Chapter #1 - Why Management, Smiyc tries to understand
“But why management?”
“Because it will provide me a bird’s eye view of how society functions as a whole” – came the girl’s reply.
Smiyc glanced up from his magazine. The girl’s reply struck him. Half of his batchmates had either pursued an MBA from India (or abroad), while a decent fraction of the remaining was preparing for the CAT in the past few months – and he had yet to hear a reason behind an MBA degree as thought-provoking as the one he had just heard.
As he folded The Economist into his backpack and got off the subway train, he asked himself why he had never considered doing an MBA. As a mid-level analyst at one of the top firms of the country, he was happy with his job-one because it was his dream firm (he was the only one in the batch to be offered the coveted position), and also because the pay-scale was decent. Being naturally good with numbers not only made life easier for him but also gave way to higher employee ratings and faster promotions.
As Smiyc walked through Delhi Metro Rail Corporation’s new underground tunnel that connected the station to his workstation, his mind wandered off to the conversation he had with Vinod the day before. Vinod was a fresh senior recruit in his division, who had graduated two months ago from the Indian Institute of Management Bangalore. To the office, Vinod had come across as an amicable person, extremely well-read, and intelligent. Amongst other reasons, both Smiyc and Vinod hailed from Ooty, another reason why they started off so well!
“How would an MBA help, Vinod? I mean, if I end up doing well in the company, I will be promoted to a very senior position one day! So why not keep at it?!”
“Because, you need to diversify and adapt. Most people are good at either. A management curriculum helps you blend both!” – replied Vinod.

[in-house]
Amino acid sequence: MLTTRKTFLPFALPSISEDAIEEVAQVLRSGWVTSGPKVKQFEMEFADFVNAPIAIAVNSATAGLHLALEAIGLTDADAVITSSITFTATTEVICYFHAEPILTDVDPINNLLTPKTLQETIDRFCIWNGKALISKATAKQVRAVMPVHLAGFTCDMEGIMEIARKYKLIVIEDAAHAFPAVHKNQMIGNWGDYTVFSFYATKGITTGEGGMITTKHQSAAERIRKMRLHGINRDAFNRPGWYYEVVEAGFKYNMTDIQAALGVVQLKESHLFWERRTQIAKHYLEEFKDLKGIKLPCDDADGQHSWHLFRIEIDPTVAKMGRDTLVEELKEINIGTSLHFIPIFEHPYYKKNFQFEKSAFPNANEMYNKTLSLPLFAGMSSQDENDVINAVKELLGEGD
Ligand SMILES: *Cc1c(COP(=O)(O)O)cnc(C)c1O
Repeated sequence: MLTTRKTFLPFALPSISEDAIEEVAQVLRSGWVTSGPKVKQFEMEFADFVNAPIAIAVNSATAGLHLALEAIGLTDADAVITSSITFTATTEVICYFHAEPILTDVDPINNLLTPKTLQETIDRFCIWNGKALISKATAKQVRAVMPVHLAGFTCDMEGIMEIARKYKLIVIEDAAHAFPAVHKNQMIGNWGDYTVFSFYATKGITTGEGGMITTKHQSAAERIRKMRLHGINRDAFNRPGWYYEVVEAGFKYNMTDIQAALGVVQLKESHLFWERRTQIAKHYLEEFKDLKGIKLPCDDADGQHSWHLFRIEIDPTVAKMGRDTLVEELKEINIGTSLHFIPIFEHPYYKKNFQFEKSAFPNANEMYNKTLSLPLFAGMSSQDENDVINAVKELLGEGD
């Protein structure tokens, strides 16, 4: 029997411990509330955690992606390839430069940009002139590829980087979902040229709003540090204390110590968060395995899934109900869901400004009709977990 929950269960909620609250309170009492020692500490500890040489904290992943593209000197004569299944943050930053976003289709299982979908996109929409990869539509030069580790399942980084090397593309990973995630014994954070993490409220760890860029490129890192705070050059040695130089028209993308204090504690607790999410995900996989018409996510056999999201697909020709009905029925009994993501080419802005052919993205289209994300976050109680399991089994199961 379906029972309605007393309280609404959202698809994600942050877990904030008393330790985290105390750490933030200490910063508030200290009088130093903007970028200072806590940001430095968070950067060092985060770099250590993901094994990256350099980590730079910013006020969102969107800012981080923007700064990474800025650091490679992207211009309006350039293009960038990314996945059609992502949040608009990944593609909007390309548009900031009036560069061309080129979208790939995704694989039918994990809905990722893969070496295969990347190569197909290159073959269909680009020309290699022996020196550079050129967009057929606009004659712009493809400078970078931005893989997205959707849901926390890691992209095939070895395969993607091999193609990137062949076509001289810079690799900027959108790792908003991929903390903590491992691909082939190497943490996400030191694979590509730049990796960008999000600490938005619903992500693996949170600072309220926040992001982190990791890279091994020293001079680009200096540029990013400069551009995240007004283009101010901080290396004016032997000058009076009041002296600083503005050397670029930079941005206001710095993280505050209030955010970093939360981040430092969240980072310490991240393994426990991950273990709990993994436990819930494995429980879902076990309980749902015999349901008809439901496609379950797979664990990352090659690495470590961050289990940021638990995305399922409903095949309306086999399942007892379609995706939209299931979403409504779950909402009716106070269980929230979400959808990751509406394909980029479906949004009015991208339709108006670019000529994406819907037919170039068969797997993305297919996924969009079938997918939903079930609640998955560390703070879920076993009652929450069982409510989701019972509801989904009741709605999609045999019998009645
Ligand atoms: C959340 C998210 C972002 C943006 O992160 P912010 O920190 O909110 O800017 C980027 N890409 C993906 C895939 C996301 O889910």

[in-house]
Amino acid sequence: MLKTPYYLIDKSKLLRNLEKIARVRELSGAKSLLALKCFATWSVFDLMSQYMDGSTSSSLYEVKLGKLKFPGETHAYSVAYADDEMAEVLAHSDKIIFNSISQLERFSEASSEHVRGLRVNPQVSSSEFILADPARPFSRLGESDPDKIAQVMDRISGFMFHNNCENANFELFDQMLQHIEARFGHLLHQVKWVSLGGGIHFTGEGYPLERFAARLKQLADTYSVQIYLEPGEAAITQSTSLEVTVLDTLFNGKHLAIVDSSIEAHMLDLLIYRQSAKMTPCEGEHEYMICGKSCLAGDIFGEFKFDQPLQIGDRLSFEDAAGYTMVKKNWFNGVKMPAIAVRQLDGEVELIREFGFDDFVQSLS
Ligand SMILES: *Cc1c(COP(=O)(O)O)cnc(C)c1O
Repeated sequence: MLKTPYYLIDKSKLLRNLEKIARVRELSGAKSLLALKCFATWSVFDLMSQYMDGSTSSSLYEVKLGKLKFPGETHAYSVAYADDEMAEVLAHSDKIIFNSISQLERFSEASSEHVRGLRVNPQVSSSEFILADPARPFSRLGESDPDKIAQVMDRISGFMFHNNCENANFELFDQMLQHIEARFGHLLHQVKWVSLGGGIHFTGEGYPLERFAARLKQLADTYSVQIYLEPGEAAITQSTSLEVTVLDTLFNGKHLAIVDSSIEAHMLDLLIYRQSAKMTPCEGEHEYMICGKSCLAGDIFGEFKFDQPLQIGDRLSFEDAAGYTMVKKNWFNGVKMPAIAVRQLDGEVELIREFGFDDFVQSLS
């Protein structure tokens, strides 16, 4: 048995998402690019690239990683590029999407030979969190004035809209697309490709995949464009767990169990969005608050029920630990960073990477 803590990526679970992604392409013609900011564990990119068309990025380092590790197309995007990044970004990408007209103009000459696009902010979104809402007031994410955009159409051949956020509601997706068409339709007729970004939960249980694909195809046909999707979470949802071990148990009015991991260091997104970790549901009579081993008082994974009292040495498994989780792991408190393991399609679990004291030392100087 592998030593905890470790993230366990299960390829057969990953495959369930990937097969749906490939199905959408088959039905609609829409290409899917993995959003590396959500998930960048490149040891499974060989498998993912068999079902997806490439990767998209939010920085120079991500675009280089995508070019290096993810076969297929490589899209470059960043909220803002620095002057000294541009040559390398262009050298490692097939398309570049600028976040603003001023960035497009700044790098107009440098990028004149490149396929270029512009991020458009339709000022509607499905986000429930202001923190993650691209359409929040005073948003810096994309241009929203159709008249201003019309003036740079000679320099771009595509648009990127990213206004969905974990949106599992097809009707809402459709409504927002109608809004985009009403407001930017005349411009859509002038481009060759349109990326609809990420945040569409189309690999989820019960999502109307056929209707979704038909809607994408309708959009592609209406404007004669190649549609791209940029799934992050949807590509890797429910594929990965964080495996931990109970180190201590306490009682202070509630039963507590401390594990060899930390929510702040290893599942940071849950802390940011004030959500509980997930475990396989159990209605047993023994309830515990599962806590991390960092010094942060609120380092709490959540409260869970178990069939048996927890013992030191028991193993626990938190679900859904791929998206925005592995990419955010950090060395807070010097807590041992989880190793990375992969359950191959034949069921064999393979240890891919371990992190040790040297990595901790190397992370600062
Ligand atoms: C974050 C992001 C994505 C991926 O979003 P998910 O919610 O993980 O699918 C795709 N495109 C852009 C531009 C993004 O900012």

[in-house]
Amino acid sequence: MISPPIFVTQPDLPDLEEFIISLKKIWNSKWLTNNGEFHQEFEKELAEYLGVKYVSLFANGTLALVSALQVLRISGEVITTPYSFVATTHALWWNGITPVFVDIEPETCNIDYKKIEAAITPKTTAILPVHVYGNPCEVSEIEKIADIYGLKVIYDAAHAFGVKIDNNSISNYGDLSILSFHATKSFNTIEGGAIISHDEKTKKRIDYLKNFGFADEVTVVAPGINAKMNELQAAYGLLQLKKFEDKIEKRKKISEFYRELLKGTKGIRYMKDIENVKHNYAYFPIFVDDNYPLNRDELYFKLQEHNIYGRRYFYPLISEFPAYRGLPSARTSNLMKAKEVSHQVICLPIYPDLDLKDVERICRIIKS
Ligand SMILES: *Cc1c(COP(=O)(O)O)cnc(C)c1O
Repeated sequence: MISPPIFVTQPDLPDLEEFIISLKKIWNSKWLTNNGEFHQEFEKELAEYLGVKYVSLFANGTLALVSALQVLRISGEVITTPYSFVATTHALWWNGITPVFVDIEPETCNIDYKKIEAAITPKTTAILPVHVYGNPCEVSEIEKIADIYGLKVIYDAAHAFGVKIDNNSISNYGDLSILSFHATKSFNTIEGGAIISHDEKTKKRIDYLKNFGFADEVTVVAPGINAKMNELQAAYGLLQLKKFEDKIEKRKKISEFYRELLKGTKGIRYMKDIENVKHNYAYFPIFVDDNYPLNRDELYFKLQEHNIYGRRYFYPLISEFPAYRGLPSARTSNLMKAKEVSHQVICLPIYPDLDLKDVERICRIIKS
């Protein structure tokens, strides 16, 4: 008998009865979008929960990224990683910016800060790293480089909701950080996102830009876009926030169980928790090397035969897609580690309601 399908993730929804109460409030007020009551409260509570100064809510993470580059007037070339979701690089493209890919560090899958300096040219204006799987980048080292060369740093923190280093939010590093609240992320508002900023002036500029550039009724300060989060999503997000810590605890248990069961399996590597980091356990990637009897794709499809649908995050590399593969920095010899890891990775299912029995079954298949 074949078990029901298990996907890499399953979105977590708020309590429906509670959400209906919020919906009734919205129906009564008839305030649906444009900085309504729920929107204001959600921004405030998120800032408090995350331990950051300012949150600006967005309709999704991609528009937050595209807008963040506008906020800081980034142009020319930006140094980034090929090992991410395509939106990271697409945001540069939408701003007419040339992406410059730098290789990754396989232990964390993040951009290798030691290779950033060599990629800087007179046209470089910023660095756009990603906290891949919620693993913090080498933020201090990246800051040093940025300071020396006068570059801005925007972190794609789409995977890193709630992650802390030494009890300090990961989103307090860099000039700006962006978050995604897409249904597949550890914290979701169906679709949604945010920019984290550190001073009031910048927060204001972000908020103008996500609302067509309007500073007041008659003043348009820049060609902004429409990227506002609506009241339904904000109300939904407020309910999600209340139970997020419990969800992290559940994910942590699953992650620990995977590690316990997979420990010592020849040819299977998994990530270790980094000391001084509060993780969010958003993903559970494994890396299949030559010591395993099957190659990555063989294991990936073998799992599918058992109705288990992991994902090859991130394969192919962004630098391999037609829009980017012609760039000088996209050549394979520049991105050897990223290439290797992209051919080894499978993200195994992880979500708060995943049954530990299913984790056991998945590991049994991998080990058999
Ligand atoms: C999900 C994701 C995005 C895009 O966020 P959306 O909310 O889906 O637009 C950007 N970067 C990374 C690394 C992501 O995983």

At IIMB, we did statistics assignments and field surveys at the same time. On one hand, we devised creative methods to sell products. On the other hand, we were brainstorming on the legal ripples the product would cause in society and the market. A constant flow of industry-academic interactions helped us understand the life-cycle of an entity in the society-be it a product or an end-user.”
“Okay, agreed! But Vinod, I don’t find anything different from what we learnt in engineering (apart from different courses, of course)! What’s so different in an MBA?” – Smiyc was really curious to know.
Vinod, expecting this question, replies with a smile, “Well, an MBA gives you a qualitative and quantitative aspect of how a market function! Science, Film, Consumer goods, Banking are all markets, Smiyc ……and a thorough knowledge of how the various entities such as goods, people, assets, losses etc. flow turns you into an able decision-maker. Look around you: all major firms such as Apple, Tata, Mastercard etc. house an extremely gifted workforce – but at the end of the day, it’s down to a handful of people to decide how to lay out the Power Point presentation to the outside world!”
As Smiyc logged into his computer in his office space that came with a cushy armchair and settled down to fulfill his daily targets, his mind kept repeating what the girl had remarked in the metro, particularly “bird’s eye view”…
Disclaimer: Any resemblance to name of the characters is purely co-incidental. This is a fictional character, based on the profile of an actual MBA aspirant.